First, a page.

We are not exporting power to Namibia: Gwasira

by Shingirai Huni | Sunday, Apr 6, 2014 | 1865 views

Walter Mswazie Masvingo Correspondent
ZIMBABWE is not exporting power to Namibia as believed, but the country is only offsetting an outstanding debt, an official has said. Speaking to journalists on the sidelines of Zimbabwe Electricity Transmission and Distribution Company (ZETDC)/Consumer Council of Zimbabwe (CCZ) stakeholders workshop in Masvingo on Friday last week, Zimbabwe Electricity Supply Authority Holdings spokesman Mr Fullard Gwasira said NamPower from Namibia advanced $40 million for  the refurbishment of Hwange Power Station and the deal entailed paying back the loan through a power export agreement.

“The Namibian government through NamPower invested $40 million in the construction of a power station in Zimbabwe. This was done on condition that we would repay the loan over a period of time. We are already repaying through supplying them with power,” said Mr Gwasira.
He said supply of power to Namibia amounted to amortization of debt that the power utility owed.

“Firstly it should be known that we do not have power to spare. In fact we have power deficit already and that is why we have introduced load shedding and urging our customers to use power sparingly. It is against this background that we cannot export power but what is happening with NamPower deal is that instead of paying the money back, we are giving them power and I am glad to announce very soon this year we would have finished servicing our debt. This is simply amortization of our debt and not exporting power,” he said.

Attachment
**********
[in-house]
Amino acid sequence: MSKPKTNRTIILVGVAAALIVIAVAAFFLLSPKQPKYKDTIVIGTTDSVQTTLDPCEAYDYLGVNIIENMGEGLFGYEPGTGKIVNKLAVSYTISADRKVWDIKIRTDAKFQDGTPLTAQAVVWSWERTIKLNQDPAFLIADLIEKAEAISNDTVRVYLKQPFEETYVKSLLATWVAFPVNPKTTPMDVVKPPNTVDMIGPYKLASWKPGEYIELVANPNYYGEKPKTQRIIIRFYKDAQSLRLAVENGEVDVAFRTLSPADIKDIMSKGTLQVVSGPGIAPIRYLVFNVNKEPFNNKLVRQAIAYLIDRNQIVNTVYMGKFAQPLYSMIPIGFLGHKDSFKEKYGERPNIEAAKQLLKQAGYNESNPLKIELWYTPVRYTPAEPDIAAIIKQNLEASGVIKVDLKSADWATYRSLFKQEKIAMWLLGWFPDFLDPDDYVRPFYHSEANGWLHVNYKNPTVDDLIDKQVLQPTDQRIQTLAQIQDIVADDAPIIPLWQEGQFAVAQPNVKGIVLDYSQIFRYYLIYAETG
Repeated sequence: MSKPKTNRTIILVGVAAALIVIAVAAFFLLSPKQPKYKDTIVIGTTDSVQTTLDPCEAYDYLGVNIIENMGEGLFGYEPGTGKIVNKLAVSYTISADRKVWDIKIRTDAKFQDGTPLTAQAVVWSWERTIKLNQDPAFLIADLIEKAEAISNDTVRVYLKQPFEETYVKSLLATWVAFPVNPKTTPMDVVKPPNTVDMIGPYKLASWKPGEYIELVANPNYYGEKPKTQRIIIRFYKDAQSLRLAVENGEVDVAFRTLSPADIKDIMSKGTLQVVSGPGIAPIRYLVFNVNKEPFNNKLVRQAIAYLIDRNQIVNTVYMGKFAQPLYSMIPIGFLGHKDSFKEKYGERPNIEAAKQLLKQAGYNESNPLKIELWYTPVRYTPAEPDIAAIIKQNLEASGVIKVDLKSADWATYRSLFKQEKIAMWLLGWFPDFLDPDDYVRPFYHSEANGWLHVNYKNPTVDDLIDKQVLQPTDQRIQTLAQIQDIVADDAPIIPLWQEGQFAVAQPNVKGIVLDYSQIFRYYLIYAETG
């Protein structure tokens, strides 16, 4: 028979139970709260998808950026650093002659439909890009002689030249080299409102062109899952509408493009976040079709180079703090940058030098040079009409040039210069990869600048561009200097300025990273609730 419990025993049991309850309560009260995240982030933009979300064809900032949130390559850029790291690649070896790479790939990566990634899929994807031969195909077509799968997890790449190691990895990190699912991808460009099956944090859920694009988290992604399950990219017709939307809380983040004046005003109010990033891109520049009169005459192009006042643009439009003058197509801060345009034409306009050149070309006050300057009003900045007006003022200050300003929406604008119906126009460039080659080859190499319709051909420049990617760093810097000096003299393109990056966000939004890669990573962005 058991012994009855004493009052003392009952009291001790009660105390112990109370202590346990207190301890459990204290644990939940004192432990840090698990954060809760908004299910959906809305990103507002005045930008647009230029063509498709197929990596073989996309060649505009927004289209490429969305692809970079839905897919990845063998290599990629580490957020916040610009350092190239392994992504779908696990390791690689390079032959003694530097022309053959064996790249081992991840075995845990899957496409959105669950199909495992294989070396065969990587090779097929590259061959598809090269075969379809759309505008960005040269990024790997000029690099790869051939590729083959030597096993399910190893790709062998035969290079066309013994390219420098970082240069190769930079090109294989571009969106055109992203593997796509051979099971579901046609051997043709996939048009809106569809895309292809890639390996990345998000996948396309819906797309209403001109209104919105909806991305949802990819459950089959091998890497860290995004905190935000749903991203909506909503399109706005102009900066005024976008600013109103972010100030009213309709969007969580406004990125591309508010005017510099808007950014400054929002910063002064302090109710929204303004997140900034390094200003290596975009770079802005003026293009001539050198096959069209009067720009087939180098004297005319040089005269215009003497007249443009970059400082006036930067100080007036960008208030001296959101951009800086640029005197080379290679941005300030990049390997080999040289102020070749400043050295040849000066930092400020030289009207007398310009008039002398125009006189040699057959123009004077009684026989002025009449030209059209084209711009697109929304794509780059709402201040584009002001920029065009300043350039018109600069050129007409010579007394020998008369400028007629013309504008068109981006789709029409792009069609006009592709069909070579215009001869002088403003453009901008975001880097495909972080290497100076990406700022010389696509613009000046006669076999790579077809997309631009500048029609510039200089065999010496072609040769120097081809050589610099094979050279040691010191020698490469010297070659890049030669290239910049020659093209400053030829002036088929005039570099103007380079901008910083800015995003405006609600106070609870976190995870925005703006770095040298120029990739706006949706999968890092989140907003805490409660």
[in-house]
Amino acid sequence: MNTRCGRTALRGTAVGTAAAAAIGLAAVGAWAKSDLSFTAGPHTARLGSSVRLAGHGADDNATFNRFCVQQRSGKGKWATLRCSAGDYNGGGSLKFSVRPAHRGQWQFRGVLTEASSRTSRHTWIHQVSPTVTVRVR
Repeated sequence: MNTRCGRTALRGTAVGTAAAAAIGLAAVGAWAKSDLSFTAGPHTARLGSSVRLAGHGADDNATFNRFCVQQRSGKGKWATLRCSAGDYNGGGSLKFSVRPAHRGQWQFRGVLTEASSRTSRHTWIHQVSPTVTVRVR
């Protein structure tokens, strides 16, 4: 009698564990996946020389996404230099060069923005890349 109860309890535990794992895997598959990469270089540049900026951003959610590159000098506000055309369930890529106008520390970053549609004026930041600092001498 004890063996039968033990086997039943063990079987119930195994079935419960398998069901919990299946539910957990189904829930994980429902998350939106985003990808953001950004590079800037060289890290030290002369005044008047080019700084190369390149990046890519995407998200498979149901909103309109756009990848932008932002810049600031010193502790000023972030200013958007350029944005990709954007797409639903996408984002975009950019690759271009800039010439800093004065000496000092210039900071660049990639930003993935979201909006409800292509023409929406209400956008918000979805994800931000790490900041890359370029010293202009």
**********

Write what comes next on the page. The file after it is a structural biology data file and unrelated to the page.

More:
“It is as good as when someone sells a friend car tyres or battery on credit. Instead of getting money, the person may choose to be transported to and from work every day until the transport fare accrued is equivalent to the value of tyres or the battery.”

Mr Gwasira said the power utility Zesa continued to face challenges in meeting power demand for the country adding that the region was also grappling with power shortages.

“We are unable to meet power demand due to the liquidity crunch. The region has a similar problem that even those we import power from face similar challenges,” he said.

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